NUM policy states that you have to wait 30 minutes for teachers holding a master’s degree, and for up to an hour for a teacher holding a doctoral degree. What kind of system is this, where an administrative board tells students to just sit and wait after they’ve paid all that money? We wait, and then we leave. No one cares whether the teacher comes on time except for the students, and teachers are held to no accountability when they miss their own classes.
On the other hand, at Mongolian University of Science and Technology (MUST), a teacher is fined for not arriving to class on time. The board is paid to look out for teachers who are not on time.
Mongolia adopted a liberal arts system at its universities starting last year. With the adoption of a new system, a thorough explanation or a manual would be useful. But none was provided at NUM. That’s not all though, the boards of admission of different schools within NUM reply differently when asked the same questions. We can’t expect students to figure things out on their own, because even the university can’t figure its changes out.
While NUM fails to inform its students and guide them, MUST has been doing the opposite.
I feel like not just NUM but also our government should learn from the supervision policies that MUST has. If any university in Mongolia ever reaches the top 100 ranking in the world with government funding status such as it is, I believe only MUST stands a chance. It makes sound policies, implements them, and supervises if they are being followed.
Adopting a system where implementation and enforcement of laws occurs is essential to Mongolia. We need to transition from a nation of words to a nation of actions.


Short URL: http://ubpost.mongolnews.mn/?p=15917

Posted by on Aug 25 2015. Filed under Opinion. You can follow any responses to this entry through the RSS 2.0. You can skip to the end and leave a response. Pinging is currently not allowed.

5 Comments for “Can four Mongolian universities make the world’s top 100 by 2024?”

  1. mergejiliin setguulch gej er ni Mongold baina uu

  2. Logic where are you?

  3. I don’t understand how this sort of article is published at all. The title and content are completely different, and the piece reads as a tirade against the NUM’s policies, and comparing it to the supposedly better MUST. A high school-level article with a pasted-on conclusion section to better adhere to the original title is not what I expect from the UBPost, whose English section just seems like a Mongolian version of the Huffington Post, where anyone can just submit anything, with much worse copy-editing (if copy editing occurs at all) and with an outdated site design.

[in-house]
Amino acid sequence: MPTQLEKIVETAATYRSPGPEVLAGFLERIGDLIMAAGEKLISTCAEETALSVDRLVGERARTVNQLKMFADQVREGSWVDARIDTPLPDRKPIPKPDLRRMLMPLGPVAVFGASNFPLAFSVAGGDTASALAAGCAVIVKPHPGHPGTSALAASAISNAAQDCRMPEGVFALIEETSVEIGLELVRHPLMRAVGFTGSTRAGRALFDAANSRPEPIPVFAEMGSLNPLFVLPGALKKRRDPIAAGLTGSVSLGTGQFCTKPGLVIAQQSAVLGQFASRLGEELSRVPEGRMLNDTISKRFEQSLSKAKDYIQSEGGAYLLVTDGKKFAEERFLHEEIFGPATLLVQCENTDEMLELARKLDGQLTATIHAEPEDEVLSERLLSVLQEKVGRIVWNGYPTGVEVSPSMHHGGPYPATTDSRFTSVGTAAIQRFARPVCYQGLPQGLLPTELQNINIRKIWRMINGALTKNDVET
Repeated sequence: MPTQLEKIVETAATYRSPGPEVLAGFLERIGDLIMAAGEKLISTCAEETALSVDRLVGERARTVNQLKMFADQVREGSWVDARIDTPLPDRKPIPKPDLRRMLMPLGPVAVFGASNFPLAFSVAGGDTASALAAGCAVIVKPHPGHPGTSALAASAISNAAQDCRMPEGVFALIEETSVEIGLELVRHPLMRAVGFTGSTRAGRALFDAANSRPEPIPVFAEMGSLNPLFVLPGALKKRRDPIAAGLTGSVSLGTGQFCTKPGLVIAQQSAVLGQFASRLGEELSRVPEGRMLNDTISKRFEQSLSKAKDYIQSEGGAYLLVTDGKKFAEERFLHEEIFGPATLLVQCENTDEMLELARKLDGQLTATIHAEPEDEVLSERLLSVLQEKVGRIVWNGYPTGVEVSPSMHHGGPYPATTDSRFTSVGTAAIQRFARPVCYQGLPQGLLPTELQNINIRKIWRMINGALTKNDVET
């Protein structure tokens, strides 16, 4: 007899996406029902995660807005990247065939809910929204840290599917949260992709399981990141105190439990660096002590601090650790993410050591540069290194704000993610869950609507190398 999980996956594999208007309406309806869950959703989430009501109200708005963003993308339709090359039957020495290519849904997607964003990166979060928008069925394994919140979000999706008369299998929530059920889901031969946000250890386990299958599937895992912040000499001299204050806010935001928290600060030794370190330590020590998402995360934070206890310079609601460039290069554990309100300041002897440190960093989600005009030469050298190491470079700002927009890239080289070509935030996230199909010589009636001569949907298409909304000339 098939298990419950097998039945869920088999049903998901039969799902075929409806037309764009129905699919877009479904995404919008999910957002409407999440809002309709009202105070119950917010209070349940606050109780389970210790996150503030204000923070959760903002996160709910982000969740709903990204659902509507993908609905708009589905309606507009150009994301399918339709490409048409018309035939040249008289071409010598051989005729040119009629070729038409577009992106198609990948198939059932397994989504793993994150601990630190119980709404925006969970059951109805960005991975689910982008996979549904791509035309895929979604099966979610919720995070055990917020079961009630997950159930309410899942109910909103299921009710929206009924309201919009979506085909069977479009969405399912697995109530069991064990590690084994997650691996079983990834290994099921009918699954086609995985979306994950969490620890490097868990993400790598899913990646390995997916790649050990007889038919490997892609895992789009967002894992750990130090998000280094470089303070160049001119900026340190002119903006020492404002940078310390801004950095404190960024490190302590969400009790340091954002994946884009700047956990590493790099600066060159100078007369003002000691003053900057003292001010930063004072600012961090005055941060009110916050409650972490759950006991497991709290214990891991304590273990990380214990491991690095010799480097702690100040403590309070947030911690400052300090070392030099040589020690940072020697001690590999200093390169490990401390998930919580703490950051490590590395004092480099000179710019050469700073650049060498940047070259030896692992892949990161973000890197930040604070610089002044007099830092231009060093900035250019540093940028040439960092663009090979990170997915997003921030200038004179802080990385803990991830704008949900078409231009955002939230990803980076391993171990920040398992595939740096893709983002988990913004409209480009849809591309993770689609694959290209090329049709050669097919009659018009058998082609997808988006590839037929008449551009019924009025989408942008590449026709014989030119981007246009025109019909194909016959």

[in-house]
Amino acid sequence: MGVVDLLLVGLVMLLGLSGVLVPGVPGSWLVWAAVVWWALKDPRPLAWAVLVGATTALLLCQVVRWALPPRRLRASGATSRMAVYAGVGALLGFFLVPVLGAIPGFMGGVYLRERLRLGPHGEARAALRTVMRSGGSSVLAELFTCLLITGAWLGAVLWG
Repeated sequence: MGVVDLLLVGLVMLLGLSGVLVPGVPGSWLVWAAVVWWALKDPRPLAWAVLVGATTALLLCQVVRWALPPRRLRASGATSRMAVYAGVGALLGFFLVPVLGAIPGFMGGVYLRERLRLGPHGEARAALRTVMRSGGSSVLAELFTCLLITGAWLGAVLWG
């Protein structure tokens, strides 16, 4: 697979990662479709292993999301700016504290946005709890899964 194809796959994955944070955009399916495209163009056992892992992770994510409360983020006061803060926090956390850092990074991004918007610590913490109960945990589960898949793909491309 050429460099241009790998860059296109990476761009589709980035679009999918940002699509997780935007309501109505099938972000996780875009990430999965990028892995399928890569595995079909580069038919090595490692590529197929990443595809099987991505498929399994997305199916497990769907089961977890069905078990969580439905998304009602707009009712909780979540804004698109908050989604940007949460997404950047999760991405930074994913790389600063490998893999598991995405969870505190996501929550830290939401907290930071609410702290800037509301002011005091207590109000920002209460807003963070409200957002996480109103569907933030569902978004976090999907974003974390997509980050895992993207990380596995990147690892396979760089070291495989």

Also, this statement: “NUM policy states that you have to wait 30 minutes for teachers holding a master’s degree, and for up to an hour for a teacher holding a doctoral degree” is simply false. There is no such policy, the only time I’ve heard anything similar is a joke by students if lecturers are late (which, unfortunately, is the case many times), the university administration however explicitly stated that this sort of rule does not exist, and any late lecturers should be reported.

    • Thanks for your feedback. This piece was published on our Opinion page, where tirades are welcome.

    • If articles such as this aren’t posted, how can there be a discussion at all regarding education in this country? The tertiary education institution as a whole in Mongolia is failing its constituents.

      When the entrance requirements are so low that monkeys guessing on keyboards can qualify, this is a failure. 400 on YESH. Really? I realize you need to pay your teachers, but sacrificing the quality of your education is like selling your soul in the education world. It’s like a guanz saying, “Whoops we are almost out of meat, throw in some paper, they won’t notice”.

      Mongolia can’t hope to have a top 100 university by 2050 while nearly 80% of graduating secondary school students enter university. In what country are so many students qualified to be the best, brightest, and future leaders of that country? The current system cheapens the diplomas the students receives so that they are essentially worthless. These diplomas don’t convey skills or any certainty as to the experience they possess.

      When a bank teller is required to have a bachelors degree, there is a problem…